fbpx

Transgender women beaten up in Tbilisi

9 February 2017

Four transgender women were beaten up by unidentified individuals in one of the central streets of Tbilisi, Georgia, the Women’s Initiatives Supporting Group (WISG) reported on 7 February.

According to WISG, they were attacked on 6 February in a nightclub somewhere near Elbakidze Ascent, under Tbilisi’s large bicycle sculpture at Rose Revolution Square. ‘One of the injured has a broken arm, two of them have bruises, and one of them has damaged her nose’, WISG reported.

The Ministry of Internal Affairs (MIA) told OC Media that the police had been informed about a ‘clash between citizens at 07:20 in the morning’, but when the police arrived at the scene, the victims refused to be taken to a police station right away. A day after, the MIA explains, all four of them arrived at the station and were questioned.

An investigation is ongoing under article 120 of criminal code of Georgia, for intentional light damage to health, which is punishable by fine, corrective labour of six months, or imprisonment of up to one year.  

Human rights groups have reported several attacks and acts of discrimination towards transgender people in Georgia, however, official investigations have avoided examining transphobia as a possible motive for the crimes.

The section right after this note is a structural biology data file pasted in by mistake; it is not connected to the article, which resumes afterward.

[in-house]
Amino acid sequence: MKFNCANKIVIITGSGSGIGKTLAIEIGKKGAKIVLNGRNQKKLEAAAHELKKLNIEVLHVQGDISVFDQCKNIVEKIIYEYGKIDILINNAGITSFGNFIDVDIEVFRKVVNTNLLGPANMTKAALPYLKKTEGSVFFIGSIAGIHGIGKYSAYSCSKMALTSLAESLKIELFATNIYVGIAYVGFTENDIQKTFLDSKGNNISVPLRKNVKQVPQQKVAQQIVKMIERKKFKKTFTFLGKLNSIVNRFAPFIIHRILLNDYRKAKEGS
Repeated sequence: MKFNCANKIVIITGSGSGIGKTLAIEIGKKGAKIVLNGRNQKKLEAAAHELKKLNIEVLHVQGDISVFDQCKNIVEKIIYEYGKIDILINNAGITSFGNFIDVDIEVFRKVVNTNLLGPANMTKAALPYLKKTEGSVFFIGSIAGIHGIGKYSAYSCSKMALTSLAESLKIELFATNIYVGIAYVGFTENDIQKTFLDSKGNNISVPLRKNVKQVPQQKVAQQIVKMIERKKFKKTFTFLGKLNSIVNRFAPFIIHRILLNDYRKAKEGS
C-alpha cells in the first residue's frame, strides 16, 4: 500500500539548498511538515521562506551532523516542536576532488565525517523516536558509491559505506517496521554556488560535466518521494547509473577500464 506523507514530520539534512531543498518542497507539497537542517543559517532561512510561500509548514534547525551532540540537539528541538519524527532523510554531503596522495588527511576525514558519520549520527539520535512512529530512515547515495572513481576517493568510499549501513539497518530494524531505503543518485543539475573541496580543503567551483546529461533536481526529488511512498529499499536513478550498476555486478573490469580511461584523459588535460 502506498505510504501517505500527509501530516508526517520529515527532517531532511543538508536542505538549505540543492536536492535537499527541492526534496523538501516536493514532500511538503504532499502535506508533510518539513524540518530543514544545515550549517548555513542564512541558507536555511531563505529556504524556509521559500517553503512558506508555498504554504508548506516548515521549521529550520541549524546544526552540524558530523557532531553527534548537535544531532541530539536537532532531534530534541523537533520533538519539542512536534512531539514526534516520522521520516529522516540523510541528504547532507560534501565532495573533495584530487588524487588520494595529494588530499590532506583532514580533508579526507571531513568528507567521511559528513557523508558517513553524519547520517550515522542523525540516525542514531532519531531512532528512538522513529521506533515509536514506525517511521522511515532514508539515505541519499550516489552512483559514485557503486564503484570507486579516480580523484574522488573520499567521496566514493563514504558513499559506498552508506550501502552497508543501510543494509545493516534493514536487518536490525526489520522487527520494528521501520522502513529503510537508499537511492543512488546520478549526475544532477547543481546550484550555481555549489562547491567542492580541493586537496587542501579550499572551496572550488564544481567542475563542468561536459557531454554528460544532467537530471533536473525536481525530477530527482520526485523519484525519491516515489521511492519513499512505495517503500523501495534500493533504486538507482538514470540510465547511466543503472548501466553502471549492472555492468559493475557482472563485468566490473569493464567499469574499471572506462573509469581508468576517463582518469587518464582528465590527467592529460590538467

In October 2016, transgender woman Zizi Shekiladze was stabbed to death. The man convicted of murdering her was sentenced to 13 years in jail by Tbilisi City Court on 3 February. The sentence includes 10 years for premeditated murder and three years for robbery. The court did not examine transphobic hate as a possible motive and aggravating circumstance in the case, provoking protests from LGBTQ rights groups.

WISG announced in October that in 2016 alone there were at least 20 attacks on transgender and gender nonconforming people in Georgia. Another transgender woman, Sabi Beriani, was murdered in her apartment, according to human rights activists, because of her gender identity. The court again did not consider this position.

 

Fierce, independent journalism

Let’s be honest, the media situation in the Caucasus is grim. Every day we are accused of ‘serving the enemy’ whoever that enemy may be. Our journalists have been harassed, arrested, beaten, and exiled. But nevertheless, we persevere. For us this is a labour of love. Unfortunately, we cannot run OC Media on love alone, journalism is expensive and funding is scarce. Our sole mission is to serve the interests of all peoples of the region. Support us today and join us in the fight for a better Caucasus.

Support Us